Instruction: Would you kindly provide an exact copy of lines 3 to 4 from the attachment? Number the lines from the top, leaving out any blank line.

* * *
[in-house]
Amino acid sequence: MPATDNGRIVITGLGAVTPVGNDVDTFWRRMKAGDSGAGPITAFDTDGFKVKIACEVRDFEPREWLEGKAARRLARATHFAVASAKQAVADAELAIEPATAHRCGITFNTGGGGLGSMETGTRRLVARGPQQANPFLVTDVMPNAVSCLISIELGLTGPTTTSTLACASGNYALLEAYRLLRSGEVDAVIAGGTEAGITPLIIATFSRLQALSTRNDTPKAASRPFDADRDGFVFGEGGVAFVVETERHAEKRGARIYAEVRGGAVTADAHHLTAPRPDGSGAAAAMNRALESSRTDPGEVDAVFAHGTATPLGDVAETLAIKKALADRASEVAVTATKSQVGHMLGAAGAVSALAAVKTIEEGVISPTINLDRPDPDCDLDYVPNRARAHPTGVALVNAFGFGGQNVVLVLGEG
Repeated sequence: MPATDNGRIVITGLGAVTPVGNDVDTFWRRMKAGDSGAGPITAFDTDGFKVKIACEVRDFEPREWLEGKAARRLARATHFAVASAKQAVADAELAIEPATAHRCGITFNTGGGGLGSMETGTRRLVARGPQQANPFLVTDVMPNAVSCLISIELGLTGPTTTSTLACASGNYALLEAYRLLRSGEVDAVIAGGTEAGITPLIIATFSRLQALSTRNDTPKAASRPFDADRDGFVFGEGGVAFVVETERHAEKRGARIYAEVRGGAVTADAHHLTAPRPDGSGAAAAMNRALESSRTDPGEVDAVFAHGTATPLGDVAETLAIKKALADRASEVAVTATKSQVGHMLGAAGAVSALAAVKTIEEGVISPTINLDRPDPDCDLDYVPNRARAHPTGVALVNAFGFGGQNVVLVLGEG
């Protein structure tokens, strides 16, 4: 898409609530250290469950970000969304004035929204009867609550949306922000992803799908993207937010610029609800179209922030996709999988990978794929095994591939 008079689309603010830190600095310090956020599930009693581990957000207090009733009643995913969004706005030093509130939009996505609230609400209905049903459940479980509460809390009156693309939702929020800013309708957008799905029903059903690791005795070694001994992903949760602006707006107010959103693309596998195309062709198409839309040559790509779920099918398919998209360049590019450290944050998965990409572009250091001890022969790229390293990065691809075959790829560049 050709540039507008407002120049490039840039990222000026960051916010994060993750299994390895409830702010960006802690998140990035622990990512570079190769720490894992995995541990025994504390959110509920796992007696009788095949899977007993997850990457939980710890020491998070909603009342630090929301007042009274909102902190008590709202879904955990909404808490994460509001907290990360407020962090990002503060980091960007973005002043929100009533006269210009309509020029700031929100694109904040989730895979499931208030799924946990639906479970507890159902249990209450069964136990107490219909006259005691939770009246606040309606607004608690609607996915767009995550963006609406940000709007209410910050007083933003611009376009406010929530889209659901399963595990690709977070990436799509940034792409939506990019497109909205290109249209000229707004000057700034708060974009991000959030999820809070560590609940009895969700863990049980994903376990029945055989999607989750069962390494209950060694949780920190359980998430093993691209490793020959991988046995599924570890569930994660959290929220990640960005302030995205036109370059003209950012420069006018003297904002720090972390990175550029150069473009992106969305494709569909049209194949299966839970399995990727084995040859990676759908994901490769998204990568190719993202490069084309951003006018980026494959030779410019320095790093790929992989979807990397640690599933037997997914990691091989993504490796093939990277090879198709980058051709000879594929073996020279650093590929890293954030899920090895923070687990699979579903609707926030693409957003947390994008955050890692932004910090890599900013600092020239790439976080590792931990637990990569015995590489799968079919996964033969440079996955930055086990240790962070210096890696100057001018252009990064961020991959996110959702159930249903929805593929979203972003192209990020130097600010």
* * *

Repeated sequence: MPATDNGRIVITGLGAVTPVGNDVDTFWRRMKAGDSGAGPITAFDTDGFKVKIACEVRDFEPREWLEGKAARRLARATHFAVASAKQAVADAELAIEPATAHRCGITFNTGGGGLGSMETGTRRLVARGPQQANPFLVTDVMPNAVSCLISIELGLTGPTTTSTLACASGNYALLEAYRLLRSGEVDAVIAGGTEAGITPLIIATFSRLQALSTRNDTPKAASRPFDADRDGFVFGEGGVAFVVETERHAEKRGARIYAEVRGGAVTADAHHLTAPRPDGSGAAAAMNRALESSRTDPGEVDAVFAHGTATPLGDVAETLAIKKALADRASEVAVTATKSQVGHMLGAAGAVSALAAVKTIEEGVISPTINLDRPDPDCDLDYVPNRARAHPTGVALVNAFGFGGQNVVLVLGEG
């Protein structure tokens, strides 16, 4: 898409609530250290469950970000969304004035929204009867609550949306922000992803799908993207937010610029609800179209922030996709999988990978794929095994591939 008079689309603010830190600095310090956020599930009693581990957000207090009733009643995913969004706005030093509130939009996505609230609400209905049903459940479980509460809390009156693309939702929020800013309708957008799905029903059903690791005795070694001994992903949760602006707006107010959103693309596998195309062709198409839309040559790509779920099918398919998209360049590019450290944050998965990409572009250091001890022969790229390293990065691809075959790829560049 050709540039507008407002120049490039840039990222000026960051916010994060993750299994390895409830702010960006802690998140990035622990990512570079190769720490894992995995541990025994504390959110509920796992007696009788095949899977007993997850990457939980710890020491998070909603009342630090929301007042009274909102902190008590709202879904955990909404808490994460509001907290990360407020962090990002503060980091960007973005002043929100009533006269210009309509020029700031929100694109904040989730895979499931208030799924946990639906479970507890159902249990209450069964136990107490219909006259005691939770009246606040309606607004608690609607996915767009995550963006609406940000709007209410910050007083933003611009376009406010929530889209659901399963595990690709977070990436799509940034792409939506990019497109909205290109249209000229707004000057700034708060974009991000959030999820809070560590609940009895969700863990049980994903376990029945055989999607989750069962390494209950060694949780920190359980998430093993691209490793020959991988046995599924570890569930994660959290929220990640960005302030995205036109370059003209950012420069006018003297904002720090972390990175550029150069473009992106969305494709569909049209194949299966839970399995990727084995040859990676759908994901490769998204990568190719993202490069084309951003006018980026494959030779410019320095790093790929992989979807990397640690599933037997997914990691091989993504490796093939990277090879198709980058051709000879594929073996020279650093590929890293954030899920090895923070687990699979579903609707926030693409957003947390994008955050890692932004910090890599900013600092020239790439976080590792931990637990990569015995590489799968079919996964033969440079996955930055086990240790962070210096890696100057001018252009990064961020991959996110959702159930249903929805593929979203972003192209990020130097600010």